Open Cut » Geology
High wet season rainfall totals between 2008 and 2013 resulted in the extensive flooding of open cut coal mines, particularly in the Bowen Basin and the formation of in-pit “mud” up to 10 m deep. To re-start mining and spoiling in-pit, it has proved necessary to remove the mud, which is incurring a very high cost.
This project addressed the high potential for the geotechnical instability and failure of low wall spoil dumped on in-pit, water-softened spoil or floor material (known in the industry as “mud”), specifically:
- Minimisation of geotechnical risk with a focus on deeper excavations and higher spoils; including the improved understanding, modelling, monitoring and management of principal hazards; and
- Improved assessment and evaluation of hydrogeology on mining, including impacts on slope stability and degradation of material parameters.
Not having to remove undegraded wet-up spoil and floor materials will produce very significant cost and time savings, particularly in situations where the cleaning out of pit bases presents logistical problems. The results of the project will also lead to generally improved characterisation of spoil and floor materials subjected to wetting-up by rainfall runoff and groundwater inflow accumulated in the pit, and to improved estimates of the degraded shear strength parameters of spoil and floor materials susceptible to water-softening.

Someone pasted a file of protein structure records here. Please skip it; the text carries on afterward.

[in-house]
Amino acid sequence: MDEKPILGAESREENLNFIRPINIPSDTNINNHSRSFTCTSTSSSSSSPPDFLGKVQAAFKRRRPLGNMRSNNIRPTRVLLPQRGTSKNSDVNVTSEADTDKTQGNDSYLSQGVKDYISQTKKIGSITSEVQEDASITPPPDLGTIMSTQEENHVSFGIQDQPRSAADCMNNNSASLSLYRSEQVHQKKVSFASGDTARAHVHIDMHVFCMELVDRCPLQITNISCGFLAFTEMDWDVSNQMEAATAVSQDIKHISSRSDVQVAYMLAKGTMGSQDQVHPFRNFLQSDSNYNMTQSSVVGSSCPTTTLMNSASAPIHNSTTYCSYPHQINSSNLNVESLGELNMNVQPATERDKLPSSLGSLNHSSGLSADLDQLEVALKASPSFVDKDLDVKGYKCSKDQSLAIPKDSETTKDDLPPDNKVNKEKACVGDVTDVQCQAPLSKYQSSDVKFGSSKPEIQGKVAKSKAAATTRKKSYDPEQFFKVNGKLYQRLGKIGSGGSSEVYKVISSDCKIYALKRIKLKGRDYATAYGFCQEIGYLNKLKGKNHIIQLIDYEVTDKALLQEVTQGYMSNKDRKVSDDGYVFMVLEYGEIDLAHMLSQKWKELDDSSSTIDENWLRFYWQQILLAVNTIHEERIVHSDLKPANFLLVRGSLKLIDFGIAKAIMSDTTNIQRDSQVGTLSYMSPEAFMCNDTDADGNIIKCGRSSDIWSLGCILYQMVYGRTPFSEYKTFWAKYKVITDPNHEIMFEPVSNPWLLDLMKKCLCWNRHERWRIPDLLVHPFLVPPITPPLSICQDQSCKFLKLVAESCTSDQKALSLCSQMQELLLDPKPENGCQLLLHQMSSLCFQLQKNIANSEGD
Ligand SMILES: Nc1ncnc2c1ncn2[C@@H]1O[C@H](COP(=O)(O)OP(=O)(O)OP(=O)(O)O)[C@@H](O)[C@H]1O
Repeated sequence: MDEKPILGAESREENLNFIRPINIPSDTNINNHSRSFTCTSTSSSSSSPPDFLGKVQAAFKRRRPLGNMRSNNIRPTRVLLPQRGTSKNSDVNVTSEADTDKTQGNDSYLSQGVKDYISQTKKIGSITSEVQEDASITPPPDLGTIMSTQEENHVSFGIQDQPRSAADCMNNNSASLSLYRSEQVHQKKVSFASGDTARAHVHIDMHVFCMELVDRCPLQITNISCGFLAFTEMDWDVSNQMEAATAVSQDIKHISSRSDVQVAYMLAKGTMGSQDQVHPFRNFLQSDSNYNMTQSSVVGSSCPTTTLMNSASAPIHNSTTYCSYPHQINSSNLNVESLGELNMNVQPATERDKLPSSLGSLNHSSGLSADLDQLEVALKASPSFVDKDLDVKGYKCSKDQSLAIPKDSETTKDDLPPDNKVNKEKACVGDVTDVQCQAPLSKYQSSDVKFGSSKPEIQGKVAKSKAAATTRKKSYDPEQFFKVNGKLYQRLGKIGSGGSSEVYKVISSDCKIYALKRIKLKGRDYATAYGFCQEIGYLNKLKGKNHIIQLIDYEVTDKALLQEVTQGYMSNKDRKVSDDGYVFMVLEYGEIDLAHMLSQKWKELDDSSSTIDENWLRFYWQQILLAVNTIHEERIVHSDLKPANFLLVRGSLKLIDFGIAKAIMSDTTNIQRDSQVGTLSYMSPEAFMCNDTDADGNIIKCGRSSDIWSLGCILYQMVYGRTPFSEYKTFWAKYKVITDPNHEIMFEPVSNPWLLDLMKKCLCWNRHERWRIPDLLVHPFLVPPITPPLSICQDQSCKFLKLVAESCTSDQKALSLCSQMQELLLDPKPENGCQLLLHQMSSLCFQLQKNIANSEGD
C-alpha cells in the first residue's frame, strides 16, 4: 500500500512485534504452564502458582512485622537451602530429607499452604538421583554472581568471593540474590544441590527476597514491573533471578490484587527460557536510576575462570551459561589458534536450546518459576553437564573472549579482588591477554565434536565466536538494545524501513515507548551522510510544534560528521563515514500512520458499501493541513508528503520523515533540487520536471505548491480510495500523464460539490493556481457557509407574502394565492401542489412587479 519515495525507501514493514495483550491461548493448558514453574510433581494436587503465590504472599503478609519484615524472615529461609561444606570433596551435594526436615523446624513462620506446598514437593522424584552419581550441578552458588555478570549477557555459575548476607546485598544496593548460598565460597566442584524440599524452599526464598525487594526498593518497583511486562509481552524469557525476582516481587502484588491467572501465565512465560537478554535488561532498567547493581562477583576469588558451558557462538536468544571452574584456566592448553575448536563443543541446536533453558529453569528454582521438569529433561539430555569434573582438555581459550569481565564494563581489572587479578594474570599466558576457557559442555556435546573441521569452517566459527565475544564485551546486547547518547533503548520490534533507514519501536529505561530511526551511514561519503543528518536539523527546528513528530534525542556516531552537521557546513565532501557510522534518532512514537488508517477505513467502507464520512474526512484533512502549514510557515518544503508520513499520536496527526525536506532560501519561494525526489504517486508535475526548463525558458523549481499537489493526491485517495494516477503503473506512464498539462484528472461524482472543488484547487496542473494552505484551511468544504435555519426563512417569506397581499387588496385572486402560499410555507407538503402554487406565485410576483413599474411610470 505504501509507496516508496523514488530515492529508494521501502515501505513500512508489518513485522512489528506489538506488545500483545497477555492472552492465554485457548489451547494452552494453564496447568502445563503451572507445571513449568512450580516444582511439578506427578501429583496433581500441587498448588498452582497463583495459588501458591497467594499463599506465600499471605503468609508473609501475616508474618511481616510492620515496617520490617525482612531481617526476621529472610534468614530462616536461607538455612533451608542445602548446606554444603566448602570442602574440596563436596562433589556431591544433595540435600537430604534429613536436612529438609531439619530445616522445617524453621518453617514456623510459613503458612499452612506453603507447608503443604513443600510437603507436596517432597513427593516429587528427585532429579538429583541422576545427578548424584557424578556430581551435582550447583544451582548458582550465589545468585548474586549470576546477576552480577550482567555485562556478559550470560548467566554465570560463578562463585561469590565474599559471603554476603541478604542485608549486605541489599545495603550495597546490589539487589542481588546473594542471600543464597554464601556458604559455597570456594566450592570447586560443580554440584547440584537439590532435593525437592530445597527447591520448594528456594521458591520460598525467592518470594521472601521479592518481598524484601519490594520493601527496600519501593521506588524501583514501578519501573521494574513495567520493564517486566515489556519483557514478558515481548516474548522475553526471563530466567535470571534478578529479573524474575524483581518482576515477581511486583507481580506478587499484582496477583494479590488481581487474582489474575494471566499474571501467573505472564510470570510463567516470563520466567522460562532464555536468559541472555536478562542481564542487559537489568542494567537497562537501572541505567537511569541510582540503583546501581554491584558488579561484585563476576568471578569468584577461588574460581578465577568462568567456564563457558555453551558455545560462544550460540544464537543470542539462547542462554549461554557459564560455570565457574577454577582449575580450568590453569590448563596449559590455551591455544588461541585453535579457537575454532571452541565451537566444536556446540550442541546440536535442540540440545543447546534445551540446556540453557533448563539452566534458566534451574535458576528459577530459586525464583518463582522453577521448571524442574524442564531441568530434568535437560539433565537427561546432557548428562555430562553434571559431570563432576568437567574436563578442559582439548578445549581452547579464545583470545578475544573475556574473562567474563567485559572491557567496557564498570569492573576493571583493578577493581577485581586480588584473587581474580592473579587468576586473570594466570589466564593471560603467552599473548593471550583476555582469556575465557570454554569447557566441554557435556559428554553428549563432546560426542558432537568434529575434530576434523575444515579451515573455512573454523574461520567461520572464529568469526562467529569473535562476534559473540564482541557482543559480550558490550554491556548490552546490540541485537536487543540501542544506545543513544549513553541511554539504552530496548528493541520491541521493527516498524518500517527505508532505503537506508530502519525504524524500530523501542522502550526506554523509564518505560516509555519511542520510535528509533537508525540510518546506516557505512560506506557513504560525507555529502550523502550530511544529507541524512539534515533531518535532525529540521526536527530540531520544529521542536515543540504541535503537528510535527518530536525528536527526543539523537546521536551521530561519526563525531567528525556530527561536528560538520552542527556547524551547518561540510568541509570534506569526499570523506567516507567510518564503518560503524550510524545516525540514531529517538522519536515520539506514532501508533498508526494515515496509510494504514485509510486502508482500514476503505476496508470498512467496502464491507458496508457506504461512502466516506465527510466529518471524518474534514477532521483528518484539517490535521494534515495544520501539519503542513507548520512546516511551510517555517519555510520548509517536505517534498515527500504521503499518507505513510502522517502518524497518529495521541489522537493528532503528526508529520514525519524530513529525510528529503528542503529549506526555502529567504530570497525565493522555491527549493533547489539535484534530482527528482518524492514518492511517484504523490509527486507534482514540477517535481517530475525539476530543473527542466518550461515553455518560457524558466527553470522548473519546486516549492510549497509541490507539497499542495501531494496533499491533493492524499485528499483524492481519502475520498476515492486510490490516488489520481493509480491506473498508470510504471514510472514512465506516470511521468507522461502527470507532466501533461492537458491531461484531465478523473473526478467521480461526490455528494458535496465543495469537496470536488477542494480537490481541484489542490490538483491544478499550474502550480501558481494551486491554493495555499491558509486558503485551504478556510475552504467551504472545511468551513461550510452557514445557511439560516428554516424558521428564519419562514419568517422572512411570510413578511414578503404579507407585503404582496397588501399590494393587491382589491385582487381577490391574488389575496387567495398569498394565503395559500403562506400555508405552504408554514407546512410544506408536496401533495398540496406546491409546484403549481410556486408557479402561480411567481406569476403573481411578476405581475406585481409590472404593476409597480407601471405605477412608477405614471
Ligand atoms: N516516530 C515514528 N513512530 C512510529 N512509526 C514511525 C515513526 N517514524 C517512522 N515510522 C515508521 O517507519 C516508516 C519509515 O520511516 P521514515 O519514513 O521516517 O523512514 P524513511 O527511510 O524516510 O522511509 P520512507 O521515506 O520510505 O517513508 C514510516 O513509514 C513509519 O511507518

The objectives of this project were to:
- Sample and collect fresh spoil and degraded mud that had formed in-pit from mines within the Bowen Basin;
- Characterise the material, to determine its shear strength; and to
- Investigate the impact these results have on low wall design.
The laboratory testing involved physical, chemical, mineralogical, geochemical and geotechnical characterisation of all spoil and mud samples, tested as sampled and after degradation. The testing included moisture content, total suction, Atterberg limits, specific gravity, electrical conductivity, pH and Emerson class testing. Particle size distributions were determined dry and after 24 hours of soaking. For spoil materials, the influence of prolonged saturation and wetting and drying cycles were also investigated. The geotechnical testing included standard consolidation and direct shear testing as sampled and after 24 hours of saturation. Select mud samples were also investigated using a large slurry consolidometer, simulating in-pit spoiling and the measuring the influence the loading rate had on pore water pressures and consolidation.
Results were used to identify relationships between the determined material characteristics and their geotechnical parameters, and to understand the degree of degradation. A modified slake durability test was developed allowing for the rapid identification of degradable materials. Comparisons of the shear strength results were made to the current BMA spoil strength framework using the program Slide 7.0 for four scenarios typical of Australia open pit coal mining operations. A model was also developed using particle size distribution results to estimate the shear strength of in-pit mud.